Declining copper prices are forcing Yukon's only hard-rock mine to curtail operations and layoff dozens of workers, says a senior manager.
The Minto Mine, owned by Capstone Mining Corp., is located about 240 kilometres north of Whitehorse and is an open-pit and underground copper operation, producing gold-and-silver byproducts.
Mine manager Ron Light said Tuesday the company plans to stop underground mining at the end of March and will halt open-pit mining in August.
He said about 40 contract miners who work underground and are employed by Dumas Mine Contracting will be affected.
If market conditions don't change by August, 76 jobs for employees who work in the open-pit mine for Pelly Construction would be reduced significantly, he said.
"People are looking at the positive things we can do to reduce costs and keep our head above water," said Light. "Everybody is doing what they can to get through this survival mode."
Light said the company plans to stockpile ore to keep the mill operating until April, 2017, then implement a temporary closure to wait for the price of copper to rebound.
If the price of copper is right, there is enough ore left to keep mining into 2022, he said.
Light said he believes copper must return to a price of $2.20 (U.S.) or $2.30 per pound before Capstone reconsiders its current strategy.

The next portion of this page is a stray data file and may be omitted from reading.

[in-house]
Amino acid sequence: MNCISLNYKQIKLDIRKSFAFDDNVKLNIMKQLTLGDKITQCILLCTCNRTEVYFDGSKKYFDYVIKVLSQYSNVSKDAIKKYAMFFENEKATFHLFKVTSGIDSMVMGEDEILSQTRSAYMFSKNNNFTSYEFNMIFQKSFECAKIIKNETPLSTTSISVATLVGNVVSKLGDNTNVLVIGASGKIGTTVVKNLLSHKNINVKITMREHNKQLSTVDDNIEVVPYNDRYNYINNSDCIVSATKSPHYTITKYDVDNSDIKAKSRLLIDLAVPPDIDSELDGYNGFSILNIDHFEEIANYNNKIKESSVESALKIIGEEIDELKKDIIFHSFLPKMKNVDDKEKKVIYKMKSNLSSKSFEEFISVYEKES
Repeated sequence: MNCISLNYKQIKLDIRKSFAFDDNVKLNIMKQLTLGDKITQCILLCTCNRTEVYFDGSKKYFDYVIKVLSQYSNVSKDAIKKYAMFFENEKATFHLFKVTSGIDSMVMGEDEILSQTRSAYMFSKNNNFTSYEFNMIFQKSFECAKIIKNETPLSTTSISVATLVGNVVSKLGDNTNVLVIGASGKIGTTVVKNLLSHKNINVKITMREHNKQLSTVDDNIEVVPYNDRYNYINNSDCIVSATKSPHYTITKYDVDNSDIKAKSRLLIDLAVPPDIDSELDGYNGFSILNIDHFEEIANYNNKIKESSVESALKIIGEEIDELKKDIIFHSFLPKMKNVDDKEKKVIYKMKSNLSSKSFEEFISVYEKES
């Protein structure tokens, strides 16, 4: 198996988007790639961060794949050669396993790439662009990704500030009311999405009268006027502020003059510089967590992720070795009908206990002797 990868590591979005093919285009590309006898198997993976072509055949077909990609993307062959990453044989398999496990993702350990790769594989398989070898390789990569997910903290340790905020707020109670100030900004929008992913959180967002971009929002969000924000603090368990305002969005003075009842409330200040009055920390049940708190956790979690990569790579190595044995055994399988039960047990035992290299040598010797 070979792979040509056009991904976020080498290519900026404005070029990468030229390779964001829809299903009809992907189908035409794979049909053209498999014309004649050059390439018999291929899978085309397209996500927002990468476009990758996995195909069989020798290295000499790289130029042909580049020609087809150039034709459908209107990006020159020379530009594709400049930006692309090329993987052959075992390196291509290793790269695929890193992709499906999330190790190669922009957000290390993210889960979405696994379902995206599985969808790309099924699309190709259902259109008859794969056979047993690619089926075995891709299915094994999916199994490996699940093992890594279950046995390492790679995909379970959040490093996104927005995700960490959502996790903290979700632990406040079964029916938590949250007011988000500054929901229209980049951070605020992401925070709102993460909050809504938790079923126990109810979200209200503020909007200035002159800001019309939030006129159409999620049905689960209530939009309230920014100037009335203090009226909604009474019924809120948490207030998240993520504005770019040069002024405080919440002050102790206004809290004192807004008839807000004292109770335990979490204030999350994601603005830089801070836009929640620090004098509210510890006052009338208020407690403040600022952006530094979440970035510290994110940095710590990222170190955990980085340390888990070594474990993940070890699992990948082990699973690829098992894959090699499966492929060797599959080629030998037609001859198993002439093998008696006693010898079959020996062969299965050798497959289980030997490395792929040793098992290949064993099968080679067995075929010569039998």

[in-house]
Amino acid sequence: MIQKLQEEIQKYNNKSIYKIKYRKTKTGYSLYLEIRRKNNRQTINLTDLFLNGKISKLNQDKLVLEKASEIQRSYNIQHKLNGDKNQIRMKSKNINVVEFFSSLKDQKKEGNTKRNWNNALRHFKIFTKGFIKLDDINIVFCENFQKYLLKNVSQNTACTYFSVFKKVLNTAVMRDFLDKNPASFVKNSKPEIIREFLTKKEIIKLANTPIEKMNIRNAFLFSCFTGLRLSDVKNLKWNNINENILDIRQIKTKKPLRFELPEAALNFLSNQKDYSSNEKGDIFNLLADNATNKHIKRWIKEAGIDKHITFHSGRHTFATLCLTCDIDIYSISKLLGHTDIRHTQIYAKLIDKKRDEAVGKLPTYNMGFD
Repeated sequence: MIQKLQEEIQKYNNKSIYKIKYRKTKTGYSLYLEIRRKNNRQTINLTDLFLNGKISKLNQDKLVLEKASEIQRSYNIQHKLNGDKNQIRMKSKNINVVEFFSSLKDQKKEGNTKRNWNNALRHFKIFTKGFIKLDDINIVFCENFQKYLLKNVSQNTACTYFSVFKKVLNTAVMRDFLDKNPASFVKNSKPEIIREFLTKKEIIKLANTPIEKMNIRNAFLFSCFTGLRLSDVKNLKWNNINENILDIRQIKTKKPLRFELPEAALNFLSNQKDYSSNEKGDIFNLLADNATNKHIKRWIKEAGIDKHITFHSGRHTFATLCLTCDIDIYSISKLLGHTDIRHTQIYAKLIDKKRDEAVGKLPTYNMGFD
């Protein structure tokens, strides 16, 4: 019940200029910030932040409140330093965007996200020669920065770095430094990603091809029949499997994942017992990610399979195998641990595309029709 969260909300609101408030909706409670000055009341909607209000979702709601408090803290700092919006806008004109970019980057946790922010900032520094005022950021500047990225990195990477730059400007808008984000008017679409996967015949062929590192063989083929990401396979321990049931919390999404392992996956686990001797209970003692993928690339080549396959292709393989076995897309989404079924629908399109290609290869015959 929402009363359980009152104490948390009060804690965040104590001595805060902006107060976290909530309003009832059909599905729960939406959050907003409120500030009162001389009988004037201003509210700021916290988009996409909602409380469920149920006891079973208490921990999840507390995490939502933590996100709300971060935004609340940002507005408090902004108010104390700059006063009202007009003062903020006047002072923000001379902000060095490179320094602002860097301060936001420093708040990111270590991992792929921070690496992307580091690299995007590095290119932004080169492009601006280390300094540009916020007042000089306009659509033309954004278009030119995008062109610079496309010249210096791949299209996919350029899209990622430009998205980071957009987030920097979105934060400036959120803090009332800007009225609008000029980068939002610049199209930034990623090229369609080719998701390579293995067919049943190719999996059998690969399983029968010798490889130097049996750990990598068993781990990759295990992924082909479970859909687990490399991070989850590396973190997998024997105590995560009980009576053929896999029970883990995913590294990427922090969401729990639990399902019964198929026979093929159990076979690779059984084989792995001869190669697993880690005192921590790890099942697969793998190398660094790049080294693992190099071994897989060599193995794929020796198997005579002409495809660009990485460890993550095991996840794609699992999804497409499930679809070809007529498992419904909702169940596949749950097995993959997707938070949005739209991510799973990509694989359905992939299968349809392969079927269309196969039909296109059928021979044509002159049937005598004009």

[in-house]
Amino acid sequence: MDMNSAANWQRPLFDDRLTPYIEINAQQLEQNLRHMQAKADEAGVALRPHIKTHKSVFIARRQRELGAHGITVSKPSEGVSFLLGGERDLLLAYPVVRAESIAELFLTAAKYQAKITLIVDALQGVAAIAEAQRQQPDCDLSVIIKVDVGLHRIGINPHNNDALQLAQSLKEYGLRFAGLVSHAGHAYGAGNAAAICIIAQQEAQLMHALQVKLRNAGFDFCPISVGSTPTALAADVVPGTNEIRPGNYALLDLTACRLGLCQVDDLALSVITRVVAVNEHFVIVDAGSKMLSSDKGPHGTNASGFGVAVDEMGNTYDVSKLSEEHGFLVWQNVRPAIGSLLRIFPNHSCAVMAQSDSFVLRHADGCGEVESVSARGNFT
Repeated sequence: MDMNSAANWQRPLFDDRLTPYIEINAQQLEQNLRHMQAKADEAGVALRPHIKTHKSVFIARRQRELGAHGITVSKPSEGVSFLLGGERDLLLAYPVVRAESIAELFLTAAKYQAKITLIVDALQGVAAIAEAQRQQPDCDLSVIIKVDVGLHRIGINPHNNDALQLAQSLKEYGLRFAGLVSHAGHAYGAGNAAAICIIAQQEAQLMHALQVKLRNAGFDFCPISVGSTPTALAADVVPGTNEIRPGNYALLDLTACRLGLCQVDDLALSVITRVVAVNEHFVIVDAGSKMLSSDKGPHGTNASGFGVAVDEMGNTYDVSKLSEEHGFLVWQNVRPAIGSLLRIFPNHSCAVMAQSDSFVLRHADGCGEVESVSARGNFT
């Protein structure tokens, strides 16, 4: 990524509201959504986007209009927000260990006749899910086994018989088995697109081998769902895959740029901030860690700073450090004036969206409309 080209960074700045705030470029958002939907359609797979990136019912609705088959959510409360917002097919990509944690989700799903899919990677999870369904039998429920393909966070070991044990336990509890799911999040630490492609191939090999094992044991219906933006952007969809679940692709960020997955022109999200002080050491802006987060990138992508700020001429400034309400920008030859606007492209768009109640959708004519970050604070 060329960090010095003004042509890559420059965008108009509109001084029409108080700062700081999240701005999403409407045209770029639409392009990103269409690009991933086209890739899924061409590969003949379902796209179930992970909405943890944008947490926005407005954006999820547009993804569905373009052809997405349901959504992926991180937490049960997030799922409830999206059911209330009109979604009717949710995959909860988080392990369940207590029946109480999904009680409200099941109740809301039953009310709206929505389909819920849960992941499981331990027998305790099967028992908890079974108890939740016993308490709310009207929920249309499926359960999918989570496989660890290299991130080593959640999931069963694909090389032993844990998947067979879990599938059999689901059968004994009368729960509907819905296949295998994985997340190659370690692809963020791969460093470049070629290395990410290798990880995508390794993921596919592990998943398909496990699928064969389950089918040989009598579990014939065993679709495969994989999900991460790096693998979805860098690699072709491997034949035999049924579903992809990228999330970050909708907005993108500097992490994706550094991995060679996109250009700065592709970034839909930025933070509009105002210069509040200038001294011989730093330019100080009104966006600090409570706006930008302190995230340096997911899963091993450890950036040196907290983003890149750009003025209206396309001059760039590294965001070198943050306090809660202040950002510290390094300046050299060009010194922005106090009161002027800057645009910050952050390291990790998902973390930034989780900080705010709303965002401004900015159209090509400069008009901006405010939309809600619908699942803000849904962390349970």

Copper was selling Tuesday for $1.97 per pound.
In its 2016 operating plan announced Monday, Capstone estimates its cost of producing one pound of copper at the Minto Mine is between $1.90 and $2.
Over the past five years, the price of copper has fallen steadily from a high of $4.60 a pound in January, 2011.
The company's website said 282 people, including contract employees, work at the mine.
The Minto Mine is the only producing hard rock mine in the Yukon.
The Wolverine Mine, 282 kilometres northeast of Whitehorse, suspended operations a year ago and is currently in a care and maintenance mode.
Alexco Resource Corp. put its Bellekeno mine, also in Yukon, into care and maintenance in the fall of 2013 amid slumping silver prices.